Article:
Whatever happens though, I will try to keep an eye on developments. I can’t help it, and I really do believe that if you care for democracy and a diversity of voices in the many media available to us, you should at least make an attempt to bone-up on the broad outlines of the Cairncross Review and the developments which arise from it.

From next week though, I need to get back to talking about my own work and personal projects before the crashing silence and deafening noise get too much.

Working Effextively

If you look at my corporate communications photography you won’t see much in the way of special effects or filters. I would describe my style as clean, bright, modern and (influenced by my news background) mostly un-touched by stylistic manipulations.

That isn’t to say I don’t appreciate the work of photographers whose images might be more stylised in their finish, but it has to be done with purpose, consistency and definitely mustn’t be overdone. So it’ll be interesting to see if the release by Google of their Nik Collection imaging software as a free download (up to now it’s been a relatively expensive suite of editing tools) will have a noticeable effect on many professional photographers’ portfolios.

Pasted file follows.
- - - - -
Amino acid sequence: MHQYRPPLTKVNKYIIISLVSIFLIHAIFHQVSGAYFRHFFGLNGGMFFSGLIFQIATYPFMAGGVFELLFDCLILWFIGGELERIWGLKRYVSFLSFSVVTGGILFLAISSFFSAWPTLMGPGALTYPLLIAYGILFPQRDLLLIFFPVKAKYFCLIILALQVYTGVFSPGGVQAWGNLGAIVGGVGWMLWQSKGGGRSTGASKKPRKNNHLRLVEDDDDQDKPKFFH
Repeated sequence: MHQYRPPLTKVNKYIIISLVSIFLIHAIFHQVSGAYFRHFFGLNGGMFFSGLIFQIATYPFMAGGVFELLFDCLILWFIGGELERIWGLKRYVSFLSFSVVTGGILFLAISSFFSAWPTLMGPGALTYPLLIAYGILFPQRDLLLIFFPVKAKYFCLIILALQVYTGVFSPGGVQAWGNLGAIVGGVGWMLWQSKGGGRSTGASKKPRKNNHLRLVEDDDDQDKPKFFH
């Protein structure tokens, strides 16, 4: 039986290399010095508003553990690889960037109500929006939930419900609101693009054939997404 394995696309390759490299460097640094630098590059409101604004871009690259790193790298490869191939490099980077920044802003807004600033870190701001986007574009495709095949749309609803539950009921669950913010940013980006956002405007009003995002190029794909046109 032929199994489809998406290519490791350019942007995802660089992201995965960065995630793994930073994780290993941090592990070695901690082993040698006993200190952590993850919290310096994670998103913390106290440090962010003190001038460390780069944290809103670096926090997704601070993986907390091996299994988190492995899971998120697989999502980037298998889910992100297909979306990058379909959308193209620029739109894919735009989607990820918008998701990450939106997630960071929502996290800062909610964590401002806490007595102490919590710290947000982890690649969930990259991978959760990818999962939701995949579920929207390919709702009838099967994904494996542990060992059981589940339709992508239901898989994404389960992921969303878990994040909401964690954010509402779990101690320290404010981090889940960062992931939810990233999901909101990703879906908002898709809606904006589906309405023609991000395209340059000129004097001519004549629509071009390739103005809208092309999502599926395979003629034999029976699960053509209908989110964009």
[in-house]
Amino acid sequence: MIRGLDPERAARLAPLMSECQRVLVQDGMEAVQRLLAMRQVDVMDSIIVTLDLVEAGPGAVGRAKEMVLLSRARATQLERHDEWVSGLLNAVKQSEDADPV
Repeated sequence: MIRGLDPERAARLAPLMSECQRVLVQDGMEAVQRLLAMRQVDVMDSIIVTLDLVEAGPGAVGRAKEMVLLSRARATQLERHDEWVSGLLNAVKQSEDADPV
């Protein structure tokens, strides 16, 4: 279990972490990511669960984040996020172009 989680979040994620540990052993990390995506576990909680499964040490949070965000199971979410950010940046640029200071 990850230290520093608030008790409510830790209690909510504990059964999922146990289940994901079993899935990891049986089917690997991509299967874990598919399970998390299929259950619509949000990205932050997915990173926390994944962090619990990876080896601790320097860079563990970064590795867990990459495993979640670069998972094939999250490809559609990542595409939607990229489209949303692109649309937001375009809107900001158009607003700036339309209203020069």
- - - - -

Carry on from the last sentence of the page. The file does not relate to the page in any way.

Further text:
Will there be a rush to explore and play with the multitude of effects (believe me, there are many, possibly hundreds), each tweakable to one’s heart’s content?

I decided to download the software myself and have a play. After all, I am sometimes asked to do black and white conversions; this requires more than just removing colour from an image. I’ve always been happy with how I do this in Lightroom, but could the Nik Silver Efex Pro plugin for Lightroom enable me to do this better or quicker?

The other plugin I wanted to try was the Analog Efex Pro 4 part of the suit as I wanted to see if there were colour treatments which might suit some of my clients looking for a particular look for the web or brochure images.

The gallery on this page shows some of the results of my “playing about.” I’ve included one version which shows what can happen if you just apply one of the automated effects without due care and attention. I’ll leave you to guess which one it is.

Roll your mouse over the preview images to see what software was used and click on an image to see it larger.